You can get the details by reading Shipp’s column. Just click on this link.

Why No Bailout for Bill Heard Chevrolet?

September 28, 2008

  The government’s bailout of the banking industry raises some interesting questions. The biggest one is where does it all end? If we grant 700-billion-dollars to bailout the Wall Street investment banks, and 25-billion-dollars to save American car makers, why shouldn’t we bailout Bill Heard Chevrolet?

  After all, all Mr. Big Volume was doing is the same thing that the mega-banks were doing. As an Atlanta Journal-Constitution story says, “Like the Wall Street investment bankers who grabbed up securities backed by risky subprime home mortgages, Heard apparently staked too much on people who couldn’t pay what they owed.”

  Another interesting question is where does this bailout business end?  And what is the lesson it sends?  Is it that risk is taken out of doing business because the taxpayer will make up the difference when the business fails?

  Don’t be ridiculous, you might say, the government can’t do that for everybody. In that case, is it fair to do it for some and not others, and who decides which ones are insured against failure by the taxpayer?  And that tax payer, by the way, will be our children, grandchildren, great-grandchildren and their children, because the government will raise the money not by raising taxes now, but by borrowing it from China and other countries willing to take the risk.  The only alternative to that, if taxes are not raised, is for the government to print money. That causes runaway inflation which is another disaster.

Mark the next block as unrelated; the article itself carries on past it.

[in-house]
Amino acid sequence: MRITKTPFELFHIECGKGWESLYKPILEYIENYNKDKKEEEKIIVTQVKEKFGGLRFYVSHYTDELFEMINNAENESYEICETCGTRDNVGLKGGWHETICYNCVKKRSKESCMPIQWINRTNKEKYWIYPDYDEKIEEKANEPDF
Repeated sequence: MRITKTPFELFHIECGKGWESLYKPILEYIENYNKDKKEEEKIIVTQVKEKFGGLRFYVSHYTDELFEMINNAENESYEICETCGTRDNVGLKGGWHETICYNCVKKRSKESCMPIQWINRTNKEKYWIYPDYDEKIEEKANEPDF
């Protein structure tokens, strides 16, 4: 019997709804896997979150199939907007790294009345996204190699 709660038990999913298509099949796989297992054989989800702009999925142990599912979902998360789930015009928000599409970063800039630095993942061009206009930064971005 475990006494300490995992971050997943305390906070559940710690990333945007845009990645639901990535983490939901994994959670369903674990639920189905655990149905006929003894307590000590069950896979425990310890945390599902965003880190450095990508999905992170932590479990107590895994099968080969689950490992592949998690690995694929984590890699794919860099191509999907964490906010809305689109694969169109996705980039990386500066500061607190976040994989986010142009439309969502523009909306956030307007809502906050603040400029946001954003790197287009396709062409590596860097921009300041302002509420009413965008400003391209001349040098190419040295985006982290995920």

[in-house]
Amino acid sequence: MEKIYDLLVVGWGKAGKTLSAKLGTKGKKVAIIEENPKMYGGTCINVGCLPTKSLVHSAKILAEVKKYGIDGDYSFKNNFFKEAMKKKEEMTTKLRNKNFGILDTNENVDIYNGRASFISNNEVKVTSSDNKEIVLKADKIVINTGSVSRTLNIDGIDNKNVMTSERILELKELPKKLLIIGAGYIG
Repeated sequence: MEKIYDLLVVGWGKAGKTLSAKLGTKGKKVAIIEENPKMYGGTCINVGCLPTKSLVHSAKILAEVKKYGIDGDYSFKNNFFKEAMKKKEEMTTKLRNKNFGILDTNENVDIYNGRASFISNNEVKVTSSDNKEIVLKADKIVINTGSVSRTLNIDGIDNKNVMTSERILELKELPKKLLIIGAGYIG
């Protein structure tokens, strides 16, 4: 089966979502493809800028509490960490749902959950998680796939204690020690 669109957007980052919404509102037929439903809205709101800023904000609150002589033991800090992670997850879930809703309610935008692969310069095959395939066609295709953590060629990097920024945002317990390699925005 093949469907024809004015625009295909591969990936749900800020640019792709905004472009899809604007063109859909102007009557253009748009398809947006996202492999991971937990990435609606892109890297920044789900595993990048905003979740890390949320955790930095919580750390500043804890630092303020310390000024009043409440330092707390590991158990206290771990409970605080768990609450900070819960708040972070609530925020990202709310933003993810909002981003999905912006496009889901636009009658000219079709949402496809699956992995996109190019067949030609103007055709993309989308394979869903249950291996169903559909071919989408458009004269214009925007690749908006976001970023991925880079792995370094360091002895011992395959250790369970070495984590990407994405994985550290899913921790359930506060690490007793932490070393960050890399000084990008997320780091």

What a mess.

  Just look at what the successful deregulators have done. They have put us right back where we were in 1929 when the stock market crashed and the Great Depression followed.  As the 60’s anti-war protest song went, “When will they ever learn? When will they ever learn?”

 

 

Bill Heard Chevrolet Tragedy Hits Home

September 27, 2008

  I was sorry to read in the Ledger-Enquirer that the Carl Gregory deal collapsed over the price of leasing of the Bill Heard Chevrolet lot on Manchester Expressway, which is owned by a third party.  He could have had  Carl Gregory Chevrolet up and running and put more than two hundred people back to work quickly, and was apparently anxious to do just that.